National Catholic Reporter, Tom C. Fox, Jan. 2, 2014: “New Ways Ministry Co-Founder Passes” 

Washington Blade, Lou Chibbaro, Jan. 2, 2014: “Robert Nugent,Co-Founder of LGBT Catholic Ministry, Dead at 76″

York Daily Record, John Hilton, Jan. 3, 2014: “The Rev. Robert Nugent, former New Freedom priest silenced for working with gay Catholics, dies at 76″ 

Religion Dispatches, Peter Montgomery, Jan. 3, 2014: RIP: Bishop Otis Charles and Rev. Robert Nugent” 

Los Angeles Times, Elaine Woo, Jan. 4, 2014: Father Robert Nugent dies at 76; priest who supported gays, lesbians”

New York Times, Paul Vitello, Jan. 9 2014:  “Rev. Robert Nugent, Priest Who Counseled Gay Catholics, Dies at 76″

National Catholic Reporter, Megan Fincher, Jan. 10, 2014:New Ways co-founder ‘was the archetype of a priest’ “

Washington Post, Emily Langer, Jan. 10, 2014: “The Rev. Robert Nugent, priest who ministered to gay Catholics, dies at 76 

Human Rights Campaign, Diane Martin, Jan. 14, 2014: HRC Honors Life, Legacy of Father Nugent”

May he rest in peace.

–Francis DeBernardo, New Ways Ministry

 

 


Pope Francis Calls For Church to Find New Ways to Proclaim Christ to Families Headed by Same-Gender Couples

January 6, 2014

Pope Francis

In a talk from the autumn of 2013 which was made public this past weekend in the Italian magazine La Civilita Cattolica, Pope Francis described families headed by same-gender couples as one of the new educational challenges facing the Church.

Gulf-Times.com reports:

“ ‘On an educational level, gay unions raise challenges for us today which for us are sometimes difficult to understand,’ Francis said in a speech to the Catholic Union of Superiors General in November, extracts of which were published on Italian media websites yesterday [Saturday, January 4, 2014].

“ ‘The number of children in schools whose parents have separated is very high,’ he said, adding that family make-ups were also changing.

“ ‘I remember a case in which a sad little girl confessed to her teacher: “my mother’s girlfriend doesn’t love me’,” he was quoted as saying.

“The Pontiff said educational leaders should ask themselves ‘how can we proclaim Christ to a generation that is changing?’

“ ‘We must be careful not to administer a vaccine against faith to them,’ the 77-year-old Pontiff added.”

It’s difficult to know what to make of the pope’s attitude toward gay couples based on this small amount of information.  On one hand, it is unsettling that he used a negative example of a child’s experience of same-sex guardians.  On the other hand, his comment about not giving them “a vaccine against faith”  seems to indicate that he realizes that a humanitarian approach is needed.

One definite positive insight is the pope’s awareness that the church needs to examine ‘how we proclaim Christ to a generation that is changing.”    That insight is way overdue in the Catholic world.  Social attitudes and practices regarding gender, sexuality, marriage, and family have been changing for decades now, and yet church leaders, for too long, have chosen to either ignore these changes or to staunchly oppose them to the point of alienating whole swaths of the population.

Yes, Pope Francis is right:  a generation is changing.  But, not all those changes are bad.  Indeed, some are very good.  Catholic leaders do need to be aware of these changes and to adjust the way they present the gospel.  What worked in 1954 will not work in 2014.   The gospel message of unconditional love is the same; the audience, however, is vastly different.  People need to hear the gospel message in a way that speaks to their lives and their new realities.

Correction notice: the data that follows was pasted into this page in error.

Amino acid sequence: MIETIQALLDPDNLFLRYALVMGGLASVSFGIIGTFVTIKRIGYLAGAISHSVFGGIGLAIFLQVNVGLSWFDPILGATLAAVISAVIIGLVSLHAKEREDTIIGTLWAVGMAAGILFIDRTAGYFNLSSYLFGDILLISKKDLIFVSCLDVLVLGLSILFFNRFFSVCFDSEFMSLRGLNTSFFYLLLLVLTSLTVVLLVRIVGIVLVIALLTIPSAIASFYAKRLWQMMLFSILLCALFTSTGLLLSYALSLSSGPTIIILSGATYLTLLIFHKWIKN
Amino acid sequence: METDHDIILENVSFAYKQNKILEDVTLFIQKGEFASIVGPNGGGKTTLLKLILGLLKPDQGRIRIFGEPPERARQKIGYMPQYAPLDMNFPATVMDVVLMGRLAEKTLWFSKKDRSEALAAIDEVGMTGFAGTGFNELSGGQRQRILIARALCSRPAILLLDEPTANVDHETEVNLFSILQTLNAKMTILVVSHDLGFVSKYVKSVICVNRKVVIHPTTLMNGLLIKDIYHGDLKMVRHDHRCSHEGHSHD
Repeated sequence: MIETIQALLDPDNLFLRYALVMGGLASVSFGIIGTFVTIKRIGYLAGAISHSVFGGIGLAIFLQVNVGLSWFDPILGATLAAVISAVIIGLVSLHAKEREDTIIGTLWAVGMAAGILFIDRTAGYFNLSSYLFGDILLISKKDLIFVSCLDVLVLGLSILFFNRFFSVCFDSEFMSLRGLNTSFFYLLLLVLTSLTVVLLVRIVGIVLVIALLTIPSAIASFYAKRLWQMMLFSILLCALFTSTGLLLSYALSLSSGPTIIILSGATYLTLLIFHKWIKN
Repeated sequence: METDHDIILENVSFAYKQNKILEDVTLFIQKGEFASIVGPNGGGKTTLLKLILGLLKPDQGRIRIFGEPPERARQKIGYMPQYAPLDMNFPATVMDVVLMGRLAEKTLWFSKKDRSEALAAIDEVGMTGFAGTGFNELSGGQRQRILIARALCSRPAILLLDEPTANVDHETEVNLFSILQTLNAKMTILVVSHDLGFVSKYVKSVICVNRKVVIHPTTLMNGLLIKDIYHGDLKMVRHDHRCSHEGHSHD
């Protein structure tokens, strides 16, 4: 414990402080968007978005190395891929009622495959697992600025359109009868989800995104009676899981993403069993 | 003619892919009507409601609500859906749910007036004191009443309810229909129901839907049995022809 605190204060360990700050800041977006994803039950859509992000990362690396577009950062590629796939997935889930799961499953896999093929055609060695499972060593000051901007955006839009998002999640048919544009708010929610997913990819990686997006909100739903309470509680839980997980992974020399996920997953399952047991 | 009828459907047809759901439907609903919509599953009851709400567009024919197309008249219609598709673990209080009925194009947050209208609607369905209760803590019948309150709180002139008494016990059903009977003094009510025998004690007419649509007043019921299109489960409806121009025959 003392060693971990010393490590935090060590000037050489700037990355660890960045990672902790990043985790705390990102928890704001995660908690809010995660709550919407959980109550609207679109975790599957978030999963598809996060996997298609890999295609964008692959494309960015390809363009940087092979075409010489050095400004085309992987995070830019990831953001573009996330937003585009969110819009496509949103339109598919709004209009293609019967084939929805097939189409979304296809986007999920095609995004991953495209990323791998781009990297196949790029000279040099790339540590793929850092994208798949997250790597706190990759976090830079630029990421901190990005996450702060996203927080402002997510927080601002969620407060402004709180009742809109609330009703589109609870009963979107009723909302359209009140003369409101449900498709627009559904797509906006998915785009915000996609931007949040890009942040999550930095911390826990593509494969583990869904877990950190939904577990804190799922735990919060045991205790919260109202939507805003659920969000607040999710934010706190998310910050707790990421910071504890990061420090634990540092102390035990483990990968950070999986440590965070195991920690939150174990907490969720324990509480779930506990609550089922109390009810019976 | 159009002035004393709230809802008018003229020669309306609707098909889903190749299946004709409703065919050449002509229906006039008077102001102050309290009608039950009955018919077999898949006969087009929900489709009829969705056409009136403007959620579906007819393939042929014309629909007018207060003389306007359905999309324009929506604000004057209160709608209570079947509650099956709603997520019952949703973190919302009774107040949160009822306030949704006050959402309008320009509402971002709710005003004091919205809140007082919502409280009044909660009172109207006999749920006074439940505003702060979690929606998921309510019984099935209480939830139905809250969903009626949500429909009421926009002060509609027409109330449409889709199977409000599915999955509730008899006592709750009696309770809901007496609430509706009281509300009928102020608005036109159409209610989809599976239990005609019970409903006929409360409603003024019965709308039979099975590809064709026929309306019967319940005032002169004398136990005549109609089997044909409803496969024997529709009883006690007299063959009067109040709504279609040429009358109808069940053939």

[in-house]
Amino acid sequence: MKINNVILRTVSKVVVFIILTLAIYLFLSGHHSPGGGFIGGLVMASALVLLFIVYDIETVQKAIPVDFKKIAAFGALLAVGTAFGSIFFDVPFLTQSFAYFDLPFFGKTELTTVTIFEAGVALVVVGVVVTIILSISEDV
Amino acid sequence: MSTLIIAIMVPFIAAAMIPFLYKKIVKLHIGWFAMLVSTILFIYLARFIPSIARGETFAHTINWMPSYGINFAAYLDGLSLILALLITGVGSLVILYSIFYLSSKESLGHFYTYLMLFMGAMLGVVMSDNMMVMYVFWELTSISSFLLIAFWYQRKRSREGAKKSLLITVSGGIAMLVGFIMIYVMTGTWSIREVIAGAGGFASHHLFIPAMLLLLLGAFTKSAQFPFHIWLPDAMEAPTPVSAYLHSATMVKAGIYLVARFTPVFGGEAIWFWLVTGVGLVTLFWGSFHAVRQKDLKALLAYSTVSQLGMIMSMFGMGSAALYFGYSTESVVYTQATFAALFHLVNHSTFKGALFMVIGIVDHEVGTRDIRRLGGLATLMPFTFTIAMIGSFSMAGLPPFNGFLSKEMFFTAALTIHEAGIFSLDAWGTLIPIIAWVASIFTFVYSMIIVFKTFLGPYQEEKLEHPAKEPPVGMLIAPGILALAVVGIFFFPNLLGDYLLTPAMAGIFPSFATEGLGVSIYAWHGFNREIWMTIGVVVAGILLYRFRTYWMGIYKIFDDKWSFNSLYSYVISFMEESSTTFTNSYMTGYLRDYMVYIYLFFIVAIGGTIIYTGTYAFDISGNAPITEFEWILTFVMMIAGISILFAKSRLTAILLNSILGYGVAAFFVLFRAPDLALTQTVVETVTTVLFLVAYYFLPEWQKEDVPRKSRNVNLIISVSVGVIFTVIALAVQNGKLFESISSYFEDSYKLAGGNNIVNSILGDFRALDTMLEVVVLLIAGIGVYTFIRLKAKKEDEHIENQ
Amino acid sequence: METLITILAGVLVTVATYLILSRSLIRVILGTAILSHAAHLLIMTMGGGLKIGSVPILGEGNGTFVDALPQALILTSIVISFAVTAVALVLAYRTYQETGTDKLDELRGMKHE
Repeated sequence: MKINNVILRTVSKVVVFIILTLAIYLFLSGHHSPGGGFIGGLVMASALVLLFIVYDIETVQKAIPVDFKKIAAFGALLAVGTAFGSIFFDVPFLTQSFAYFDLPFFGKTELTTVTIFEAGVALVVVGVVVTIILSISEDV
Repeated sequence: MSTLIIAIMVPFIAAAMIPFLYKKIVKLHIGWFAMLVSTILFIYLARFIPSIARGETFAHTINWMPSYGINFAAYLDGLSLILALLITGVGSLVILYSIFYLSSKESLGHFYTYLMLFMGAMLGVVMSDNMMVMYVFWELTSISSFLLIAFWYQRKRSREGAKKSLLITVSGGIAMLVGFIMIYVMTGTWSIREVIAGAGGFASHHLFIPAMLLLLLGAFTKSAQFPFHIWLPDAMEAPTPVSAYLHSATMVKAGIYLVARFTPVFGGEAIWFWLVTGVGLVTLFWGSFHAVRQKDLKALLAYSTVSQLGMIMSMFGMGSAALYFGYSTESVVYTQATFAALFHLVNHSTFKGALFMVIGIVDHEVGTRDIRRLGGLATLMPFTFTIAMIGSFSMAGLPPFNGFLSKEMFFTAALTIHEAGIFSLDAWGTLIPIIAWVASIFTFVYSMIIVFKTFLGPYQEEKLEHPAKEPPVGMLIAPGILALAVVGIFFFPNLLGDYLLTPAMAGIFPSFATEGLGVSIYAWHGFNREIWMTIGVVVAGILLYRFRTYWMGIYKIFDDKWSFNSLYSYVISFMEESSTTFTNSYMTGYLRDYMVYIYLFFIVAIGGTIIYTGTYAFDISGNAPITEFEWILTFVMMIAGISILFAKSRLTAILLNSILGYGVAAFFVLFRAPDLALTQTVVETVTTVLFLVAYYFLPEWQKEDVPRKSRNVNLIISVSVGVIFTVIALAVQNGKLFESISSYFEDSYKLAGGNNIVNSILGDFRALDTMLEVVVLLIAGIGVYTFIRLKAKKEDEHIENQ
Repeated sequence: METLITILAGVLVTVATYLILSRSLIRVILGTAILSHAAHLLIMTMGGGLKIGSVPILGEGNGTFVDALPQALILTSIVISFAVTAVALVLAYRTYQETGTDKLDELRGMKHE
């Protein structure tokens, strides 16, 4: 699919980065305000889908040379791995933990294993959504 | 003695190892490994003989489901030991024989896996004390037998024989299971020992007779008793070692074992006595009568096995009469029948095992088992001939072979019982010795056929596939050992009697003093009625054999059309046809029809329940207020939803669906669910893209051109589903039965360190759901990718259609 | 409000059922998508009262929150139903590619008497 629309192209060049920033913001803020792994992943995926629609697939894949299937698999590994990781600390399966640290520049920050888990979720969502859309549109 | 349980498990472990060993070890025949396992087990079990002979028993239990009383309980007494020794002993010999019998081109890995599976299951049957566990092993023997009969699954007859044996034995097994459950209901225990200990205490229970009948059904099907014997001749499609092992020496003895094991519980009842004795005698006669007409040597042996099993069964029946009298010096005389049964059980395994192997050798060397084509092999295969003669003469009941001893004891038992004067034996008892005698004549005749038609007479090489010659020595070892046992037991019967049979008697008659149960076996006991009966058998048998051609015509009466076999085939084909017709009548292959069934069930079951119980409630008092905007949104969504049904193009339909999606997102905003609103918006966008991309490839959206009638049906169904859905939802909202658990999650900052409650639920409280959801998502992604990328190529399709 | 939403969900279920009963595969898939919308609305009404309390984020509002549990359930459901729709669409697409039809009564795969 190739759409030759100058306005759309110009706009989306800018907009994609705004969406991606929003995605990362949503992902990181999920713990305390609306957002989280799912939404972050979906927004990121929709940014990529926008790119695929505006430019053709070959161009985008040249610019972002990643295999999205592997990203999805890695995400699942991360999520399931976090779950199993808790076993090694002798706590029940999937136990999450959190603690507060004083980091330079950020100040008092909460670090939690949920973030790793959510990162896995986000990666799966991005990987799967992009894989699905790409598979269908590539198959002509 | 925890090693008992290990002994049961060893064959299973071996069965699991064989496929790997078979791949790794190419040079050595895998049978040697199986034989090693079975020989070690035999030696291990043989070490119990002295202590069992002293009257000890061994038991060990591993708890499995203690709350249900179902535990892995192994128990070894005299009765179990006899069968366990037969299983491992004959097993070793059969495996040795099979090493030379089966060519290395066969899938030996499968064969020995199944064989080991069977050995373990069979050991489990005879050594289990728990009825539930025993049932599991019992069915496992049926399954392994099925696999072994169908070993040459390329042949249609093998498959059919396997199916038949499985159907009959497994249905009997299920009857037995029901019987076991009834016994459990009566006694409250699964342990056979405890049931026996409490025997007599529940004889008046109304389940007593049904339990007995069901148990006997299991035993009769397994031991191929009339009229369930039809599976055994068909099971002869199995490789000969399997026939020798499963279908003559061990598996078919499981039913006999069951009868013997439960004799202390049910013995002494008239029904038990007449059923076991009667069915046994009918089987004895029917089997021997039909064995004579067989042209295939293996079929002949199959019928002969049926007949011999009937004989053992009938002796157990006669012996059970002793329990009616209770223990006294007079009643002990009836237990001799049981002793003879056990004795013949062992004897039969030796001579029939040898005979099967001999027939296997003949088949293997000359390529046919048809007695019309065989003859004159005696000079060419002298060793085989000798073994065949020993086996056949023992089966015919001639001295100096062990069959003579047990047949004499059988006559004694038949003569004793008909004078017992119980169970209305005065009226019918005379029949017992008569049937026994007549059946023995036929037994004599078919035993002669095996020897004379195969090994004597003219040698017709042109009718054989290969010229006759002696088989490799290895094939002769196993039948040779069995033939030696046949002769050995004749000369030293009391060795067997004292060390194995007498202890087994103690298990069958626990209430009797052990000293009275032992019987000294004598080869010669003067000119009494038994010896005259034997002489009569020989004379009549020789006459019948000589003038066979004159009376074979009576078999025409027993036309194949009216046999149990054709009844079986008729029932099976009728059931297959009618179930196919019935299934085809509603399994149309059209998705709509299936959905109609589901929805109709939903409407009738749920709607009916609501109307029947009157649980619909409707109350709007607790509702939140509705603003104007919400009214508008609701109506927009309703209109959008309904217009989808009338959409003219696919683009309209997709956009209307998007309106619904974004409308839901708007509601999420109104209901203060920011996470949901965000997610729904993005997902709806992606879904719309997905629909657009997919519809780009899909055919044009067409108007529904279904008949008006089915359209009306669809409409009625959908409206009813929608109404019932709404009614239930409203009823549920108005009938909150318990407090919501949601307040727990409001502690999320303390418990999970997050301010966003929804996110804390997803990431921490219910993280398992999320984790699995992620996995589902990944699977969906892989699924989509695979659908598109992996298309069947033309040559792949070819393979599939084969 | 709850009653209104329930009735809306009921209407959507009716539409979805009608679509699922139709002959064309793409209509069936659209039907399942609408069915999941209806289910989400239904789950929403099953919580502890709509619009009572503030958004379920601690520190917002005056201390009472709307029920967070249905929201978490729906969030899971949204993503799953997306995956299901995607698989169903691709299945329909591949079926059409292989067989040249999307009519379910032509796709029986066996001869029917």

If the pope is serious about developing a new way to proclaim Christ to a new generation, the best thing that he can do is to listen humbly to the voices of the people who experience these new realities:  women,  separated and divorced people,  single parents, same-gender couples, parents of LGBT people, and single LGBT people.  His move last year to encourage bishops to seek input from the laity on marriage and family issues in anticipation of the 2014 Synod on those topics is a good first start, but more has to be done, too.

New ways of proclaiming the gospel to our contemporary world are long overdue.  Pope Francis’ call for change is a good beginning.  He needs to make sure that this new call is truly new and that he does not inherit the old, negative attitudes toward gender, sexuality, marriage, and family, which have done so much harm for so long.

Bishop Francis Mugavero

Pope Francis’ call has a precedent from over 35 years ago, when Brooklyn’s Bishop Francis Mugavero wrote his pastoral letter, Sexuality:  God’s Gift.    In that document, which was the first ecclesiastical document in which a bishop spoke directly to lesbian and gay people, he told them;

“we pledge our willingness …to try to find new ways to communicate the truth of Christ because we believe it will make you free.”

It is from that direct statement that, in 1977, Sister Jeannine Gramick and Father Robert Nugent borrowed the term “new ways” to identify their newly established educational ministry for the church and lesbian/gay community:  New Ways Ministry.

Pope Francis would do well to mirror Bishop Mugavero’s spirit of openness and innovation, which, unfortunately, was not promoted by the Vatican over the past 30-plus years.

–Francis DeBernardo, New Ways Ministry


Reflecting on the Life and Ministry of Father Robert Nugent

January 4, 2014

Father Robert Nugent, SDS

News of the death of New Ways Ministry’s co-founder, Father Robert Nugent, SDS, has circled the globe in the last few days, and news reports and reflections on his life and ministry have proliferated.  Different stories focused on different aspects of Fr. Nugent’s life and ministry.